Interview about Indigenous Languages with Hester Dillon, NoVo Foundation
By Shene Catholique-Valpy
I had a moment to speak with Hester Dillon with NoVo Foundation during our Annual Meeting held in Yellowknife this past September. While sitting with her during our lunch break, we enjoyed a bowl of duck soup and fresh bannock in the cabin at BDene Adventures along the shores of the Great Slave Lake, Hester and I spoke about the importance of Indigenous languages within the North and the positive effects it has in communities and families. Hester expressed the desire to learn her own language as a Cherokee Indigenous woman and hopes to make it a priority in her everyday life.
NoVo Foundation is currently funding 152 organizations throughout North America and beyond through the Indigenous Communities Initiative.
Of the Indigenous organizations that NoVo funds, nearly all work with Indigenous languages in some way through immersion schools, master/apprentice programs, and food system efforts through gathering, planting, growing, hunting and processing. Revitalizing culture and language have also helped communities encourage ending violence by using ceremony and returning to traditional values.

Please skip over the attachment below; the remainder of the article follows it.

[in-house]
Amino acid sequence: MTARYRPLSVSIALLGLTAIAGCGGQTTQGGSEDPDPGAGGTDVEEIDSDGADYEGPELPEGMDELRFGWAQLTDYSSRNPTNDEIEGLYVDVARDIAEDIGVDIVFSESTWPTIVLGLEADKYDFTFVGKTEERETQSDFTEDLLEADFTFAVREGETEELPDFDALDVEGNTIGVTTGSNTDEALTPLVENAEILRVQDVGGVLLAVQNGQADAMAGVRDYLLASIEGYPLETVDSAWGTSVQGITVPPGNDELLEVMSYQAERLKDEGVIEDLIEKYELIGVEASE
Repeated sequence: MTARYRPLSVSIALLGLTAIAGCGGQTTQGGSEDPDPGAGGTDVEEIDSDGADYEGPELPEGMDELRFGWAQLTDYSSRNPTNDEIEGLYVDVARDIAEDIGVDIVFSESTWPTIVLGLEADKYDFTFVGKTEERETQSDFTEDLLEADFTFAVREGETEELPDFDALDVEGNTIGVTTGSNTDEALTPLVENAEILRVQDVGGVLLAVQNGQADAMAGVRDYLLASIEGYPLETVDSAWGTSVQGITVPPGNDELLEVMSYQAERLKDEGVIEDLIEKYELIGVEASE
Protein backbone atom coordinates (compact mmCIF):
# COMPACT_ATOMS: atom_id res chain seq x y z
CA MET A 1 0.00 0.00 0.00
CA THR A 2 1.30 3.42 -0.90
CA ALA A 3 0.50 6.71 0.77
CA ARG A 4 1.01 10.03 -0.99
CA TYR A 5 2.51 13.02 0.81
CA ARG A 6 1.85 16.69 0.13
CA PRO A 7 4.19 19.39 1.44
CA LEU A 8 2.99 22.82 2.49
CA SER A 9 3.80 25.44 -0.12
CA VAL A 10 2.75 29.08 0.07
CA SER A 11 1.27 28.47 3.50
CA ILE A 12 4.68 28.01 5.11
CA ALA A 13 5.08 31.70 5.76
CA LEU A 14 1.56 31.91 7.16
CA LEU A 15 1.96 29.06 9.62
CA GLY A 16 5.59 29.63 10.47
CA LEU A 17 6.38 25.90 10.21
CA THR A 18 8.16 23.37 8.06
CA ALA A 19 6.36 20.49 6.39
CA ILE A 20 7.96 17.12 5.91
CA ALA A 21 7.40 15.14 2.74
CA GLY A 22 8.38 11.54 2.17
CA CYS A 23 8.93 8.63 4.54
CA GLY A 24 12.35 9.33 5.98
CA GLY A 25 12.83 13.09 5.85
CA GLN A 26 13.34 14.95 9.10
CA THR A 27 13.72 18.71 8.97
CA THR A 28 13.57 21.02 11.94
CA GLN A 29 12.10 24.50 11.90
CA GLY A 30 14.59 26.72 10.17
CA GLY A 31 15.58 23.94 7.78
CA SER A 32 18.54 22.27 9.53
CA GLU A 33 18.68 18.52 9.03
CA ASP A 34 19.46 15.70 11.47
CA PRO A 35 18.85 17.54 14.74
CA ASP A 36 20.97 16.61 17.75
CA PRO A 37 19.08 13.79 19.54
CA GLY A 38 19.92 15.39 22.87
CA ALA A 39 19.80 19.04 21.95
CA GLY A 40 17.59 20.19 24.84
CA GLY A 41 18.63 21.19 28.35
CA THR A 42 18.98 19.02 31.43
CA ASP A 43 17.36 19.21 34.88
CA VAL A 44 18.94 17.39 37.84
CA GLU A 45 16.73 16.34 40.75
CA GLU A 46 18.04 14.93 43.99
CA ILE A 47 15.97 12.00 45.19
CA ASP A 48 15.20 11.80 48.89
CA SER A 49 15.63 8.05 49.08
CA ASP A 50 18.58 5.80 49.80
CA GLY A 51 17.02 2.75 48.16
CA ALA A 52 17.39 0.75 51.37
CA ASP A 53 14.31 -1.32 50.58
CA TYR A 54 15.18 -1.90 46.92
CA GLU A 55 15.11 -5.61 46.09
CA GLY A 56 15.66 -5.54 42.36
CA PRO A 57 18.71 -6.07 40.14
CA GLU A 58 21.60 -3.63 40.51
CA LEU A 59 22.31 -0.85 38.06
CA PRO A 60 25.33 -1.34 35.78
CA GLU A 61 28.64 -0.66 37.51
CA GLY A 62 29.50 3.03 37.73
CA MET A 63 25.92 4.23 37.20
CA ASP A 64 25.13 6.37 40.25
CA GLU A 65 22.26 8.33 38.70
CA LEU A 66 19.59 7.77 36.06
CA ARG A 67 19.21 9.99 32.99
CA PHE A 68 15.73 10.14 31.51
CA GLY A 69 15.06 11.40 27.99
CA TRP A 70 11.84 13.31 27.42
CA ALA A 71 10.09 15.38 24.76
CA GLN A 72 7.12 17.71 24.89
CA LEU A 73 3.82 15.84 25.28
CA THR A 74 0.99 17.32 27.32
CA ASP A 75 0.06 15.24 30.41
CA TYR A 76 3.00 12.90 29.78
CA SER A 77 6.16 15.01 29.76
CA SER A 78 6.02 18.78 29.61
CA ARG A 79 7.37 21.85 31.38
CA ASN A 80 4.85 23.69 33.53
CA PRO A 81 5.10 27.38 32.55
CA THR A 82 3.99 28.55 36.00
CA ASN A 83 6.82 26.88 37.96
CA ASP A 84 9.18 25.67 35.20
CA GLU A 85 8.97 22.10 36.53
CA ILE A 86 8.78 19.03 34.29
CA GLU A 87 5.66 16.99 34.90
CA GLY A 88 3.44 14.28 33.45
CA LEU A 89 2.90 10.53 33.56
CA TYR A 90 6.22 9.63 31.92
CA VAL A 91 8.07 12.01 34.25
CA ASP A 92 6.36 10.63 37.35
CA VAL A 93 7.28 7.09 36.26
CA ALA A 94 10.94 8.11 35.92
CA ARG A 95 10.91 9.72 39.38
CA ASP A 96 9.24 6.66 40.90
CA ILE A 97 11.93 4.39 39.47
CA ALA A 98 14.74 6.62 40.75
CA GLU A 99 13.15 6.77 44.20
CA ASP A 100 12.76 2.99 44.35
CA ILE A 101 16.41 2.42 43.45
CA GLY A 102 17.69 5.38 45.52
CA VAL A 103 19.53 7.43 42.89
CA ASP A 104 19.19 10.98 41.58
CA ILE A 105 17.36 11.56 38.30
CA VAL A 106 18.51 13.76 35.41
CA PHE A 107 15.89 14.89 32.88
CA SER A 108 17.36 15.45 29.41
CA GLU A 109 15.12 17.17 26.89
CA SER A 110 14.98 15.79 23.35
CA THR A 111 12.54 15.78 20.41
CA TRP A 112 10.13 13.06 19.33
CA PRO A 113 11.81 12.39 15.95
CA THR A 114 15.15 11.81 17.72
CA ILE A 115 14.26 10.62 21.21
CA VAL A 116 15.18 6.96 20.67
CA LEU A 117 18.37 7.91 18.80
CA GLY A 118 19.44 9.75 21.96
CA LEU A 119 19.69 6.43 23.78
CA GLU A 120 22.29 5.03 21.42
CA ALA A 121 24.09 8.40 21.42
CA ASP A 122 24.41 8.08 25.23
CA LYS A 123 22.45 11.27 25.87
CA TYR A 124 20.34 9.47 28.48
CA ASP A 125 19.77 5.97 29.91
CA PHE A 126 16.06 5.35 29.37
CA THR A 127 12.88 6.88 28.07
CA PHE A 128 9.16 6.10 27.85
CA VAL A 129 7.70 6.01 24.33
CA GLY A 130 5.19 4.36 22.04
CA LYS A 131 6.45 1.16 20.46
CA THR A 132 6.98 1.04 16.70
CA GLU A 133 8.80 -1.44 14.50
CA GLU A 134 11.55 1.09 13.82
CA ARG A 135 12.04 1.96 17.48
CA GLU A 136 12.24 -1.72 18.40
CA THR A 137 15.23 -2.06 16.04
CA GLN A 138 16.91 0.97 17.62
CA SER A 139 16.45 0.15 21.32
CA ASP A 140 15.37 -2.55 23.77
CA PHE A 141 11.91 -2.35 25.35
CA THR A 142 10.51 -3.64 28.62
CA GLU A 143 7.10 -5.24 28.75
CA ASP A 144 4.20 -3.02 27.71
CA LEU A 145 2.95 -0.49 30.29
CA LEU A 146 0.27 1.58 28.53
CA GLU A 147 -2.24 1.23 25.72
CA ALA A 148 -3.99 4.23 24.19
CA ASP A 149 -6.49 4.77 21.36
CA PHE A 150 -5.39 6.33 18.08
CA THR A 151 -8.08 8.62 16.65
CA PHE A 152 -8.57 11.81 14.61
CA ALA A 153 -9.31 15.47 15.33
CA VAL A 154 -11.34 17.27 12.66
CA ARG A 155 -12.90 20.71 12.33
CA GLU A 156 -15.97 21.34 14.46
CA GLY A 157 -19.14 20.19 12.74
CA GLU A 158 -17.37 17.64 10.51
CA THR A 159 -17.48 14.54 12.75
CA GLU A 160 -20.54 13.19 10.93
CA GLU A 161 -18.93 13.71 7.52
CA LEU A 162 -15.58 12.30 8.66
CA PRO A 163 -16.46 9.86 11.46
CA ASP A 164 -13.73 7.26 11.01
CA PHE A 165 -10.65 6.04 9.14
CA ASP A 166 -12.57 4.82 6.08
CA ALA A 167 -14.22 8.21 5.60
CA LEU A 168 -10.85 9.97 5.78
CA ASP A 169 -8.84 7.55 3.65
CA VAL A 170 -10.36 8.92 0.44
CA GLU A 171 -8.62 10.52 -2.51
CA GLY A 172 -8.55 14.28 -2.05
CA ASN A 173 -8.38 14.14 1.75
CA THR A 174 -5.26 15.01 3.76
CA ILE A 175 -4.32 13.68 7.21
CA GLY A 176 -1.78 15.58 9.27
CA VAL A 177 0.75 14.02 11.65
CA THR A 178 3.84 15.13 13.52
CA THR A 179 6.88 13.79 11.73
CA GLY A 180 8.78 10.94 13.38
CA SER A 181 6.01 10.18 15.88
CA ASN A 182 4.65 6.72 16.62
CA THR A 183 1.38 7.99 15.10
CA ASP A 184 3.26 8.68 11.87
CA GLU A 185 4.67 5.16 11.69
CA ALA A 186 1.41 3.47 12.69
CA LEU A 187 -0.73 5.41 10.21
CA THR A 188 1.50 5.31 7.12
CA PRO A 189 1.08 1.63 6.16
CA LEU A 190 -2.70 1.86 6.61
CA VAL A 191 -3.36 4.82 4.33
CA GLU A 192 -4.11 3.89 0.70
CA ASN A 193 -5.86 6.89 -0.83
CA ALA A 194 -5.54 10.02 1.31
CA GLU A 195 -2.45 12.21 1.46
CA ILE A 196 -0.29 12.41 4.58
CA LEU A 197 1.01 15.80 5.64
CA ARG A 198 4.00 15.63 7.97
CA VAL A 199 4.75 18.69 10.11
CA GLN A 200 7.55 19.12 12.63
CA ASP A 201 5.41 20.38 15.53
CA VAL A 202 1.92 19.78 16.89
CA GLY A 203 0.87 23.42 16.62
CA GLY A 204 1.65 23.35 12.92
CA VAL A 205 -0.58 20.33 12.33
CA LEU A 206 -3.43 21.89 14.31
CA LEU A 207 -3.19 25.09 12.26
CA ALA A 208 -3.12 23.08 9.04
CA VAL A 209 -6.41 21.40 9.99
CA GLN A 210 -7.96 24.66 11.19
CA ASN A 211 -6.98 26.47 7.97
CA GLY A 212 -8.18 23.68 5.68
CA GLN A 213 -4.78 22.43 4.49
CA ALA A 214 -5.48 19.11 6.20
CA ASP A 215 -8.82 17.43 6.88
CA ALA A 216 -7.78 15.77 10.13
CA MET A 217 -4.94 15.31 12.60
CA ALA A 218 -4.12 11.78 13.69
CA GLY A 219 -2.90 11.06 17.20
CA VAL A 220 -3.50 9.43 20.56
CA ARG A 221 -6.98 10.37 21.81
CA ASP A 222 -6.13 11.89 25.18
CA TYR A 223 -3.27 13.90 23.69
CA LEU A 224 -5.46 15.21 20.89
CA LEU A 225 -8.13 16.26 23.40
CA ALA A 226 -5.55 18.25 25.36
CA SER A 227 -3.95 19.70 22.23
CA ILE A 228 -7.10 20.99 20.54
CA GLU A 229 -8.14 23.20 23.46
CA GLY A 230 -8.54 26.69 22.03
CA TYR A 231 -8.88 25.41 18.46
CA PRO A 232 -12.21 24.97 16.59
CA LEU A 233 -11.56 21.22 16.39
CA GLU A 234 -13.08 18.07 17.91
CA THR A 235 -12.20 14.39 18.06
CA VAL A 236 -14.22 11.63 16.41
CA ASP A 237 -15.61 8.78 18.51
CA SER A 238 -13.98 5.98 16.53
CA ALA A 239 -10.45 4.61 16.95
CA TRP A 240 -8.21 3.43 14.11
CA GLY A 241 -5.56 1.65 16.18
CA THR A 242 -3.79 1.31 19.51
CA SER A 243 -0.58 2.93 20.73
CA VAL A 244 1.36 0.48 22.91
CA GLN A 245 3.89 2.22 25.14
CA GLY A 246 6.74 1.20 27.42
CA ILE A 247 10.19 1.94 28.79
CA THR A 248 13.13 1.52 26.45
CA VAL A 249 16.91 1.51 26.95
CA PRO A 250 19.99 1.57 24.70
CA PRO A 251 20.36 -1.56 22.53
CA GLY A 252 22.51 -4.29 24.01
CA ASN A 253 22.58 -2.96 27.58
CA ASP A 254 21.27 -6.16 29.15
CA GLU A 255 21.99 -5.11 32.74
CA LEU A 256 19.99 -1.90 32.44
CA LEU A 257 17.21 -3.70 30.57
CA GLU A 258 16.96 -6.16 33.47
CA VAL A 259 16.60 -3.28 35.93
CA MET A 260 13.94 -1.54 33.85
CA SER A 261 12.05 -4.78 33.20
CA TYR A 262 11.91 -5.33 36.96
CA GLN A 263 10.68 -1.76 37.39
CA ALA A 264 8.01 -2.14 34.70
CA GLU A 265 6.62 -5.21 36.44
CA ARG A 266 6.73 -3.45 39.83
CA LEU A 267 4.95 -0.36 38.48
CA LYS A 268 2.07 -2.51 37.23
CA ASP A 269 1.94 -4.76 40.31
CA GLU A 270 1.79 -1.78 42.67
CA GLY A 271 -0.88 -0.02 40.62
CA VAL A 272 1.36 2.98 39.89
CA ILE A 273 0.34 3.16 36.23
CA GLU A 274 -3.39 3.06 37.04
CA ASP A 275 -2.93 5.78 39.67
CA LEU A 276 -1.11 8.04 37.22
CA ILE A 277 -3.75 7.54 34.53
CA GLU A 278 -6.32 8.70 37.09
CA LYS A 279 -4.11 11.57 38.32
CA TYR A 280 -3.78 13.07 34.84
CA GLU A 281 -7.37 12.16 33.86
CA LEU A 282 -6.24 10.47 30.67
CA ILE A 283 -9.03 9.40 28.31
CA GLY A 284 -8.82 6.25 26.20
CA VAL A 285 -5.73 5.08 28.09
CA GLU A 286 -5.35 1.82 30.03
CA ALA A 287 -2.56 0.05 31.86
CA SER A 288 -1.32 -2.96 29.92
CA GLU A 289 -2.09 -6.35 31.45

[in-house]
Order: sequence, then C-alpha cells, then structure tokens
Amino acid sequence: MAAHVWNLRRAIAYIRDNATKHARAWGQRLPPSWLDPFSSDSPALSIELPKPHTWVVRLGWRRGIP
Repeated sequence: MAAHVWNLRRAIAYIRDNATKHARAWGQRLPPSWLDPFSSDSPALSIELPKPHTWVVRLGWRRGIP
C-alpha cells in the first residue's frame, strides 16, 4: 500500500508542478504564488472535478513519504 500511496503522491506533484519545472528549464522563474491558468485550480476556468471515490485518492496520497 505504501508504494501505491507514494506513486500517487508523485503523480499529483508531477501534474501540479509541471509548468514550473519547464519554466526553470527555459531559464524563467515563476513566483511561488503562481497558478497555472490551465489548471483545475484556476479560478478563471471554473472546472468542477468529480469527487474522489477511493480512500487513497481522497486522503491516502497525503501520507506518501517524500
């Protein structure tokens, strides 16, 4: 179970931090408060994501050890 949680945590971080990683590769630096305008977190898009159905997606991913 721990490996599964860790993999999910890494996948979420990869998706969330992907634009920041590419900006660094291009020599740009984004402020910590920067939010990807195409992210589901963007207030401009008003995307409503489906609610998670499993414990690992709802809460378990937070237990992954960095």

As stated on their website, “[NoVo’s] aim is to support communities in healing from the devastation of the boarding school era and support instruction methods that are tailored to the educational and cultural needs of Indigenous students. Native education today is pursued in both traditional and assimilated forms. The spiritual and holistic nature of traditional Indigenous education and thought and practice permeates virtually all aspects of these educational practices. We will focus on schools that are engaging Native communities in relevant curriculum, and on cultural and language practices that serve students from early learning to adulthood, promoting Native identity, health and lifelong learning.”
“Our Northern area work has been limited so far to two re-granting efforts. We have supported the Arctic Indigenous Fund,” Hester said. In 2018/2019 the Arctic Indigenous Fund focused their funding strategy on supporting Indigenous language organizations across the Arctic. “NoVo’s Indigenous Communities made a grant to support the re-granting and program/administrative support of the Fund, as well as Tides Canada’s work in the North through re-granting and program/administrative costs.” Tides Canada Foundation also has support for Indigenous languages as a key priority area in the North.
Hester explains, “Our focus is to really help communities create speakers and one way we support this is through many types of programs that are designed to help communities learn the language to help pass on this knowledge. We really want to support people living in the language. On the efforts of revitalizing language, the communities decide on whichever way is best to revitalize.